For instance, once I suggested to a CFO candidate that I was career counseling that they should ask what skills were required in a company’s CFO position. He was aghast that I would counsel him to ask such a question; and told me he would chase any CFO who asked that question out of his office. My response? “So I can assume that the CFO of a company that was going into bankruptcy would need the exact same skills as those of a CFO of a small start-up; and both of them would need the same skills as the CFO of General Electric.” He saw my point. Experienced recruiting consultants have seen many positions in many companies and know what potential key words to use. Generally if there is going to be a weak link in the recruiting process, it will be in the job description process or the candidate interviewing process. Most corporate recruiters use the words in the job description to match with candidate skills. Both the company and the candidate may be describing the same job – with different words. By the way, my intention is not to denigrate the skills of excellent, experienced corporate recruiters. I count some of them as close friends. It’s just that seasoning helps anyone be more successful, and there are many good more junior corporate recruiters out there.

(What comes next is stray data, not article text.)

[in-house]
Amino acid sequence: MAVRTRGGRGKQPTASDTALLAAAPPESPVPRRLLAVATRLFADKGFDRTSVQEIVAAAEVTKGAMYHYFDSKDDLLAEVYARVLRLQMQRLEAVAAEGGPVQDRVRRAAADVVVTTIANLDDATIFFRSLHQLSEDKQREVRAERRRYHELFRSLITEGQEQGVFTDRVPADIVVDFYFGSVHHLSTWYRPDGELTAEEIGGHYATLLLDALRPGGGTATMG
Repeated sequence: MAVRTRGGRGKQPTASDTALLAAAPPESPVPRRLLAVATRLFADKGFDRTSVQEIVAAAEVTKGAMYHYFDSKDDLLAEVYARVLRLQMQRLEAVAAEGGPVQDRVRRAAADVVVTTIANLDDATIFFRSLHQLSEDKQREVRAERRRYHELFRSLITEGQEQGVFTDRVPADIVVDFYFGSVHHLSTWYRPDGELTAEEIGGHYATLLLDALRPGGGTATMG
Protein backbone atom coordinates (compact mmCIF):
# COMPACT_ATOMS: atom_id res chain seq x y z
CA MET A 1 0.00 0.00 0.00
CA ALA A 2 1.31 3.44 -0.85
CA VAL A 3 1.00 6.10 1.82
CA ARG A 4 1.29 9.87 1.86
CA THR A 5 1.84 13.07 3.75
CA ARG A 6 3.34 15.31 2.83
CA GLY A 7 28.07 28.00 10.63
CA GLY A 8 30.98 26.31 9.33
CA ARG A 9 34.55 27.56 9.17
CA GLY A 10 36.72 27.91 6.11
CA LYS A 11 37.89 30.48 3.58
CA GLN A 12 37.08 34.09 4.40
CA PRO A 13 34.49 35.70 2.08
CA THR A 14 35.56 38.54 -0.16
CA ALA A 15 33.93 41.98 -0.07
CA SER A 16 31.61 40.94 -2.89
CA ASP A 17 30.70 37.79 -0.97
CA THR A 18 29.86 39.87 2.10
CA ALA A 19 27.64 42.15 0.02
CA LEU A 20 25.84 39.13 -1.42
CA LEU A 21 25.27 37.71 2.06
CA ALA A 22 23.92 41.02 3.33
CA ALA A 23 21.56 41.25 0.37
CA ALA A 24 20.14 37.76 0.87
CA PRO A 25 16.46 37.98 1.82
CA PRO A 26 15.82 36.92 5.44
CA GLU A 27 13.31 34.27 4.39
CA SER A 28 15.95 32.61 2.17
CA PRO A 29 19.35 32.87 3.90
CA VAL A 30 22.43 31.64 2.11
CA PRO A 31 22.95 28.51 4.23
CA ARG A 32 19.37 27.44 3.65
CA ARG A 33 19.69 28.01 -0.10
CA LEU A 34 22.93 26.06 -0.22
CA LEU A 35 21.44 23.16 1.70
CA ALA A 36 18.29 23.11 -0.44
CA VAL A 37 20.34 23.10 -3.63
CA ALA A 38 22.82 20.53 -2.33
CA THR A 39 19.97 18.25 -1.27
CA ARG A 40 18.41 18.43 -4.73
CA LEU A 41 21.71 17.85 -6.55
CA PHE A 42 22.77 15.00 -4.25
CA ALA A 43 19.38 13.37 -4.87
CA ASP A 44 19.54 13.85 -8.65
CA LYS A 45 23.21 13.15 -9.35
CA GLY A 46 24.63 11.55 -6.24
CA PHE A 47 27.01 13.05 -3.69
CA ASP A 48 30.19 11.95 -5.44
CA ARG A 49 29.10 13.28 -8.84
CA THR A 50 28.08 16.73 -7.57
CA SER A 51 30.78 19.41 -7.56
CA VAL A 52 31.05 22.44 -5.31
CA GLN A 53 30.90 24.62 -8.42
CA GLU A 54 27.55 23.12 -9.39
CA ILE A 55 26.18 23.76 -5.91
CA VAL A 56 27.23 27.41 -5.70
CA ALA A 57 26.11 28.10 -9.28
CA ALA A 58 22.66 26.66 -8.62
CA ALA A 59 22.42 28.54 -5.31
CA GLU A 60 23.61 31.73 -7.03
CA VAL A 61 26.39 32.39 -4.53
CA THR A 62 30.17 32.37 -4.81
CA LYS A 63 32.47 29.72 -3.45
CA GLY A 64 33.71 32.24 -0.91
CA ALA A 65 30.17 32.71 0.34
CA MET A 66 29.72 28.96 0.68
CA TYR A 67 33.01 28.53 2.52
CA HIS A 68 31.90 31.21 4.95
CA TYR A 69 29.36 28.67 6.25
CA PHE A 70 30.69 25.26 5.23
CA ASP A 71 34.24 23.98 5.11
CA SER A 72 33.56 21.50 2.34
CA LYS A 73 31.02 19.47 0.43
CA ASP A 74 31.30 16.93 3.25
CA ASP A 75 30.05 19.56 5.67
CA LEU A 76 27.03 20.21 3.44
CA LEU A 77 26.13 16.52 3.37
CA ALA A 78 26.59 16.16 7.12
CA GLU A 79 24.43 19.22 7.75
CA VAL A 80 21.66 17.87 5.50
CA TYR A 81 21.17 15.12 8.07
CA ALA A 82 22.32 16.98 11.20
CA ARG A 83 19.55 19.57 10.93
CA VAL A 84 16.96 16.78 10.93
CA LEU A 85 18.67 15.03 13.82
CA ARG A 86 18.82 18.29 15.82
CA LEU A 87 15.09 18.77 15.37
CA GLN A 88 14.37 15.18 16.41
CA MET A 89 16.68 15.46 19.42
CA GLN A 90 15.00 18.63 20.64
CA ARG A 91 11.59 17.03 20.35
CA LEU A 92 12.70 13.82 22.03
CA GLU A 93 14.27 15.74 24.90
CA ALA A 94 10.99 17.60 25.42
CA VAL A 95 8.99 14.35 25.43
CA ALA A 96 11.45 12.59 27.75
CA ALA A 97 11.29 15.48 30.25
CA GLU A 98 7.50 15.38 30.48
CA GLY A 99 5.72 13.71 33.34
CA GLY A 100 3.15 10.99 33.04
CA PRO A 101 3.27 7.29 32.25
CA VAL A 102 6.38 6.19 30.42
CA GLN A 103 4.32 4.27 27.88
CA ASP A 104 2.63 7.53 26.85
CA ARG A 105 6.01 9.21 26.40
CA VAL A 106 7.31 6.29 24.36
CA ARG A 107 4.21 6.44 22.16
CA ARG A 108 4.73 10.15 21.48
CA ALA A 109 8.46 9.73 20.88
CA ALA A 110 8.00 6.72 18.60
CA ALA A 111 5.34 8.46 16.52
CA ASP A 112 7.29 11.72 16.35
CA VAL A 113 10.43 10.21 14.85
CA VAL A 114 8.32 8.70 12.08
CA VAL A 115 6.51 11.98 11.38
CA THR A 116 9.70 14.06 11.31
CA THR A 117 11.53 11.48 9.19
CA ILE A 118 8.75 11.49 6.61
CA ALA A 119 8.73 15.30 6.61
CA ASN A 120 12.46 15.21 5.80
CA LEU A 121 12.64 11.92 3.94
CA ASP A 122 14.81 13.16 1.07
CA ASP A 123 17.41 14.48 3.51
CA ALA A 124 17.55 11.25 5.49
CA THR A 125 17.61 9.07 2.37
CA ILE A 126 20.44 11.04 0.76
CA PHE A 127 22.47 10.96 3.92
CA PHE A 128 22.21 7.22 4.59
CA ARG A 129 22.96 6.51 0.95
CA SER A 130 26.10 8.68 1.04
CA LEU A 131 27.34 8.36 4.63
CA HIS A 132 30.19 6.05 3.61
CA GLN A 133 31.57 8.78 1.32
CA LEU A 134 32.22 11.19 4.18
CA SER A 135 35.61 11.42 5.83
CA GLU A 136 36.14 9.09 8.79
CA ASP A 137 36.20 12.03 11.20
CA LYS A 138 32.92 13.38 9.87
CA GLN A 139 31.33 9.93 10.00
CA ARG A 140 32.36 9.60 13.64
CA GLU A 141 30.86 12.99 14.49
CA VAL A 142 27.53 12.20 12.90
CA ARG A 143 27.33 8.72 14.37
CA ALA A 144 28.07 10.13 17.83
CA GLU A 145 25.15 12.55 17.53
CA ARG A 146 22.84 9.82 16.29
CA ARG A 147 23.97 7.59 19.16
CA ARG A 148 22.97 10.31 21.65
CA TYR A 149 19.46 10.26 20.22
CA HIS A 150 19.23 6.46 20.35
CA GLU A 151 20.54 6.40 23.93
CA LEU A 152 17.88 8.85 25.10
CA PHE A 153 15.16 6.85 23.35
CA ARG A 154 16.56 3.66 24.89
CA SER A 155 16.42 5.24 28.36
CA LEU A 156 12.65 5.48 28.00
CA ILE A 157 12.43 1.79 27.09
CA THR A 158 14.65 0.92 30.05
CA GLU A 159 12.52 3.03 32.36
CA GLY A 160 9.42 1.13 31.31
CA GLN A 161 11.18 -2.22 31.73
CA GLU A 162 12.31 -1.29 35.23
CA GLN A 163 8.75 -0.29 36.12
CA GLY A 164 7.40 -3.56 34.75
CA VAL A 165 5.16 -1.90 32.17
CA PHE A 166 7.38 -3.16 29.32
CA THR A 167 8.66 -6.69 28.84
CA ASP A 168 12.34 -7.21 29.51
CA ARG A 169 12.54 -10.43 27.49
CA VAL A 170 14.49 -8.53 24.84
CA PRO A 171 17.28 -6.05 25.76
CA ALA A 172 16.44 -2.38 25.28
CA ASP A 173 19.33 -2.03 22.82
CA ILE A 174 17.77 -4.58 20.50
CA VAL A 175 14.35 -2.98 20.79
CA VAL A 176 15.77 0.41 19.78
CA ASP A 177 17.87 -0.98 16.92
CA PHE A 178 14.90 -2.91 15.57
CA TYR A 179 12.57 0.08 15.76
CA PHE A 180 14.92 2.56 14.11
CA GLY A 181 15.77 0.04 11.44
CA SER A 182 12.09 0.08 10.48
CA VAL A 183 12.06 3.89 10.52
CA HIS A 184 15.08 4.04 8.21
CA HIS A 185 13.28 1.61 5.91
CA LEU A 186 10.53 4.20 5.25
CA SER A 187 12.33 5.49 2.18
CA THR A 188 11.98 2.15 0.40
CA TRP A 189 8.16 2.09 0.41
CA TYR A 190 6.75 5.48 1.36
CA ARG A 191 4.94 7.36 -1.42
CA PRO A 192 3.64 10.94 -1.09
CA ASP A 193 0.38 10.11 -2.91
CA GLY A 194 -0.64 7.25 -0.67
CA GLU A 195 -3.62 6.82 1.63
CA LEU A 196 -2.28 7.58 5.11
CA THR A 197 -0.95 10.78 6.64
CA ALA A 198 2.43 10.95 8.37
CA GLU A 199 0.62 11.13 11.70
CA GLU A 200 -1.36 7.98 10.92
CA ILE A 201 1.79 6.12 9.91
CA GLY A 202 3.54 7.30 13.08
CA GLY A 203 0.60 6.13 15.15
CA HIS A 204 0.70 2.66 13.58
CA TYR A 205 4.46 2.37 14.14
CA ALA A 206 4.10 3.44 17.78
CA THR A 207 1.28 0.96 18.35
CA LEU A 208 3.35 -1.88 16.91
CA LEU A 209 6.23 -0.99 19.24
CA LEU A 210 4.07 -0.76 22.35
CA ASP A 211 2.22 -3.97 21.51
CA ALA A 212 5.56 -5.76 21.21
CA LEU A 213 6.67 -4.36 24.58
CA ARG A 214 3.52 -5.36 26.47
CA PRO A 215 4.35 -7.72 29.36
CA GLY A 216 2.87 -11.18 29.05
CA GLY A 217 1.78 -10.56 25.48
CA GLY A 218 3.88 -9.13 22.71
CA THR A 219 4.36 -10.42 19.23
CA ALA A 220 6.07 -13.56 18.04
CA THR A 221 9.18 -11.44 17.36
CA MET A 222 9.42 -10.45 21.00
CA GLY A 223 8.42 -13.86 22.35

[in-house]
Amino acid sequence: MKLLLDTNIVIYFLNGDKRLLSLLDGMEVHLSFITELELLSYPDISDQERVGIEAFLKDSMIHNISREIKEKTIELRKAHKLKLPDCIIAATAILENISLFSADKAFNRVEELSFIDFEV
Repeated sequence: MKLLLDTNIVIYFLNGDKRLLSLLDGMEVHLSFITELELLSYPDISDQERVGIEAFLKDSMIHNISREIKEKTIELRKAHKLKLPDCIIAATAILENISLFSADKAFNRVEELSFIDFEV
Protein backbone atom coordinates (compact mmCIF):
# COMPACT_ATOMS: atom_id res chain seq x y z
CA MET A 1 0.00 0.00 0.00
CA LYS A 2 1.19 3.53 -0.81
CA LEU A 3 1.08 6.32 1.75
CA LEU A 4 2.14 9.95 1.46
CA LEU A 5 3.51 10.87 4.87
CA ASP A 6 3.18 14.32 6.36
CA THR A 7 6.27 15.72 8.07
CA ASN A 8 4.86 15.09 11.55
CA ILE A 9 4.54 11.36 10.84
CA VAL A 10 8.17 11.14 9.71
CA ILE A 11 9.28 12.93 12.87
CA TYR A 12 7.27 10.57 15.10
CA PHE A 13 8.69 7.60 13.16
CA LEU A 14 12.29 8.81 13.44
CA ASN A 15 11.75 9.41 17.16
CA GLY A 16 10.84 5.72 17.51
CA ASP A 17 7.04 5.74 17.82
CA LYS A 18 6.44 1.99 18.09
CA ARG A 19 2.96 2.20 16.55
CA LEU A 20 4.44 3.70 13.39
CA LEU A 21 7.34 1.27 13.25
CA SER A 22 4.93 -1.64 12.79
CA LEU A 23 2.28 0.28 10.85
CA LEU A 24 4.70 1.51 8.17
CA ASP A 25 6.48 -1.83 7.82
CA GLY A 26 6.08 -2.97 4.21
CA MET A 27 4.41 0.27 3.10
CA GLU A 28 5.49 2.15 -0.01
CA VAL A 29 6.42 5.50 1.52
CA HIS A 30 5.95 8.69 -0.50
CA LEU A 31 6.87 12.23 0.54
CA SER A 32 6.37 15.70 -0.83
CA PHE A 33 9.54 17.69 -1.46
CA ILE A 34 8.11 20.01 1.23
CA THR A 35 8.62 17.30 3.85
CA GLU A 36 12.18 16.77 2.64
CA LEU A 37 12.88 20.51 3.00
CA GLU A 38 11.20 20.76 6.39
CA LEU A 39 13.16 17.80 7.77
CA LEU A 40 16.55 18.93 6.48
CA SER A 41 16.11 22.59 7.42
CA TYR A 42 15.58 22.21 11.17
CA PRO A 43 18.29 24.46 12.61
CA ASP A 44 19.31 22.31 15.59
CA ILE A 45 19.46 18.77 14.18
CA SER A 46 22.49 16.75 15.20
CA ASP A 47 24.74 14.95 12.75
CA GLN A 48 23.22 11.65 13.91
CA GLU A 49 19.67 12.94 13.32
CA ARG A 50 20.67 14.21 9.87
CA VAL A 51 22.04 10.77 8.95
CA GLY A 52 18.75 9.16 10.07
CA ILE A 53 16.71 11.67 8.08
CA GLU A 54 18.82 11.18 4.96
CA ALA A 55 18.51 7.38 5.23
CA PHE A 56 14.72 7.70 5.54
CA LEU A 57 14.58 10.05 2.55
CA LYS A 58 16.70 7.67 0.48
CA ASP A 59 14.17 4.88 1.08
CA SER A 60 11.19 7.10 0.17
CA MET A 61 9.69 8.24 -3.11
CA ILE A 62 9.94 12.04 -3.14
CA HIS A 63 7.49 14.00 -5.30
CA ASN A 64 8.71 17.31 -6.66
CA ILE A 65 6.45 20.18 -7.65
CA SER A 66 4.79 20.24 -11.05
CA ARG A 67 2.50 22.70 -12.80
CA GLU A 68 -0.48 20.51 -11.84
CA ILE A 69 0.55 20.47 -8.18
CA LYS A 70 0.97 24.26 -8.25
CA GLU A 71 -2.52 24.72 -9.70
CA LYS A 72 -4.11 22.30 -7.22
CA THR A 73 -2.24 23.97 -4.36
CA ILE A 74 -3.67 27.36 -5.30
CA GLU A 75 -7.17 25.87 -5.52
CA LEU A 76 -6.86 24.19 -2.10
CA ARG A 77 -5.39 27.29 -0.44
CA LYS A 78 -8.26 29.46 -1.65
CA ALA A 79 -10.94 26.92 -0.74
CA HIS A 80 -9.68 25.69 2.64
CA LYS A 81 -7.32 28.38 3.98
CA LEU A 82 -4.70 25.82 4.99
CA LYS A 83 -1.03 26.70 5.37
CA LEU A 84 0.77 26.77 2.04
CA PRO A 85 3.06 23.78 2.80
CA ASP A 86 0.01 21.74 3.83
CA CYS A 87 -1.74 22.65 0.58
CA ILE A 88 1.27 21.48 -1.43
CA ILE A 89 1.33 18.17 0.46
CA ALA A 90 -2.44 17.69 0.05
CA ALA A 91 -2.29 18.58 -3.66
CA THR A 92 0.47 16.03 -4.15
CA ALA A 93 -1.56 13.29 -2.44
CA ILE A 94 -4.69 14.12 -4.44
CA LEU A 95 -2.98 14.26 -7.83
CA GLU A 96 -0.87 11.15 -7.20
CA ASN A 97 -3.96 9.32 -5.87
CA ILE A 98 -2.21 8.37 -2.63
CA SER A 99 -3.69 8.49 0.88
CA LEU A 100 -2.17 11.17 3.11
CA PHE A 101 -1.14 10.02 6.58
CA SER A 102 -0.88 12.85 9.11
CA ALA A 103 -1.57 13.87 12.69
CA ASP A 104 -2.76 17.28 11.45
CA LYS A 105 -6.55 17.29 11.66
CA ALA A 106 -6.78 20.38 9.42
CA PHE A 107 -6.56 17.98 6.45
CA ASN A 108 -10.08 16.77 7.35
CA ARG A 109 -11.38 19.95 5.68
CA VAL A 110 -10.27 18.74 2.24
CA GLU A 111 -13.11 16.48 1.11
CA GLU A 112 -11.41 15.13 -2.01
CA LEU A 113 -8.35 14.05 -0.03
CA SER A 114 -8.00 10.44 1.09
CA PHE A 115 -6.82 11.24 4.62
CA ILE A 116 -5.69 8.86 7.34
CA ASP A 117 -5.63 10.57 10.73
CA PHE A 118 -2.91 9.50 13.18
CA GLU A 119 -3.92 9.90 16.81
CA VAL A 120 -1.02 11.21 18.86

Bottom line? If you do a good job with your recruitment process improvement, if you do a good job in your applicant tracking system due diligence, and you use your applicant tracking system, your recruitment of talented people will go well.

The next blog is one that RecruiterGuy wrote last year – “The Best Qualified Candidate Rarely Gets Hired”. It fits very well into the Recruitment Strategy Development series of blogs.

Monday, August 24, 2009

Recruitment Strategy Development – Successful Third Party Recruiting Relationships

RecruiterGuy has been on all three sides of the recruiting process. Three sides? Sure, I’ve been a third party recruiter, a corporate recruiting manager, and a candidate.

Today we are discussing the use of third party recruiters as a sourcing and recruiting partner. Wait! Stop rolling your eyes! Remember I’ve been on both sides of the desk. Currently as a contract recruitment consultant often I am on both sides in the same company.